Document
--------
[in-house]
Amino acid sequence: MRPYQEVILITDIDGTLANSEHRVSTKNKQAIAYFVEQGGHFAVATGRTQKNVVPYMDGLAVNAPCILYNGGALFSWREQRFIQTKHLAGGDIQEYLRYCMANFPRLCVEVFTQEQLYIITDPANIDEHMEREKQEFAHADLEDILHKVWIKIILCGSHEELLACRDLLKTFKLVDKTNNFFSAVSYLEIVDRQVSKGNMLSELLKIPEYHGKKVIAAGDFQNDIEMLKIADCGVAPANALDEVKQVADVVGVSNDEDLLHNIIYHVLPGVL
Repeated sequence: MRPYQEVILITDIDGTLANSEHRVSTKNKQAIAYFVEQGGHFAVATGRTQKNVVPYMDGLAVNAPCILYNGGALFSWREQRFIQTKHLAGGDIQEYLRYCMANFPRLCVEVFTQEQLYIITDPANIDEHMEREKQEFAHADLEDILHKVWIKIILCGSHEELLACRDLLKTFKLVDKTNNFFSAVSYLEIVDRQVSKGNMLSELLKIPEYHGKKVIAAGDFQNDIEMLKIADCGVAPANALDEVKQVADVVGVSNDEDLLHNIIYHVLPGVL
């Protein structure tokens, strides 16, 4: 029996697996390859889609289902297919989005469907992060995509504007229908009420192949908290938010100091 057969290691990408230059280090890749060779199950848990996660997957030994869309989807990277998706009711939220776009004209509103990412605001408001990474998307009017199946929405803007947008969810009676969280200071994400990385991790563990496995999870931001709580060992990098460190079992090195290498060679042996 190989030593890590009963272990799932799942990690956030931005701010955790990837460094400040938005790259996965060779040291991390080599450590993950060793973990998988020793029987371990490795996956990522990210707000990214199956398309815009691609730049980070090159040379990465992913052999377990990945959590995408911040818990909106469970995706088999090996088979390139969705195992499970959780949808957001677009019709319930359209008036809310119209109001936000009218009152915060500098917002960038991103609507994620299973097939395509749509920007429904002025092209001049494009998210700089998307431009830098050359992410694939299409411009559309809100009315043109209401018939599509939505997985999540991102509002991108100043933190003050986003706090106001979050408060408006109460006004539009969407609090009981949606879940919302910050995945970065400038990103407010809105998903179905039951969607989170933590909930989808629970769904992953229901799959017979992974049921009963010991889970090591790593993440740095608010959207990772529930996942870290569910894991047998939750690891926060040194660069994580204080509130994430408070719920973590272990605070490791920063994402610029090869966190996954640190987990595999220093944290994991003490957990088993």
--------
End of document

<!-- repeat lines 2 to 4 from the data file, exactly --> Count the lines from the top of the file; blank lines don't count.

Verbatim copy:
Amino acid sequence: MRPYQEVILITDIDGTLANSEHRVSTKNKQAIAYFVEQGGHFAVATGRTQKNVVPYMDGLAVNAPCILYNGGALFSWREQRFIQTKHLAGGDIQEYLRYCMANFPRLCVEVFTQEQLYIITDPANIDEHMEREKQEFAHADLEDILHKVWIKIILCGSHEELLACRDLLKTFKLVDKTNNFFSAVSYLEIVDRQVSKGNMLSELLKIPEYHGKKVIAAGDFQNDIEMLKIADCGVAPANALDEVKQVADVVGVSNDEDLLHNIIYHVLPGVL
Repeated sequence: MRPYQEVILITDIDGTLANSEHRVSTKNKQAIAYFVEQGGHFAVATGRTQKNVVPYMDGLAVNAPCILYNGGALFSWREQRFIQTKHLAGGDIQEYLRYCMANFPRLCVEVFTQEQLYIITDPANIDEHMEREKQEFAHADLEDILHKVWIKIILCGSHEELLACRDLLKTFKLVDKTNNFFSAVSYLEIVDRQVSKGNMLSELLKIPEYHGKKVIAAGDFQNDIEMLKIADCGVAPANALDEVKQVADVVGVSNDEDLLHNIIYHVLPGVL
């Protein structure tokens, strides 16, 4: 029996697996390859889609289902297919989005469907992060995509504007229908009420192949908290938010100091 057969290691990408230059280090890749060779199950848990996660997957030994869309989807990277998706009711939220776009004209509103990412605001408001990474998307009017199946929405803007947008969810009676969280200071994400990385991790563990496995999870931001709580060992990098460190079992090195290498060679042996 190989030593890590009963272990799932799942990690956030931005701010955790990837460094400040938005790259996965060779040291991390080599450590993950060793973990998988020793029987371990490795996956990522990210707000990214199956398309815009691609730049980070090159040379990465992913052999377990990945959590995408911040818990909106469970995706088999090996088979390139969705195992499970959780949808957001677009019709319930359209008036809310119209109001936000009218009152915060500098917002960038991103609507994620299973097939395509749509920007429904002025092209001049494009998210700089998307431009830098050359992410694939299409411009559309809100009315043109209401018939599509939505997985999540991102509002991108100043933190003050986003706090106001979050408060408006109460006004539009969407609090009981949606879940919302910050995945970065400038990103407010809105998903179905039951969607989170933590909930989808629970769904992953229901799959017979992974049921009963010991889970090591790593993440740095608010959207990772529930996942870290569910894991047998939750690891926060040194660069994580204080509130994430408070719920973590272990605070490791920063994402610029090869966190996954640190987990595999220093944290994991003490957990088993």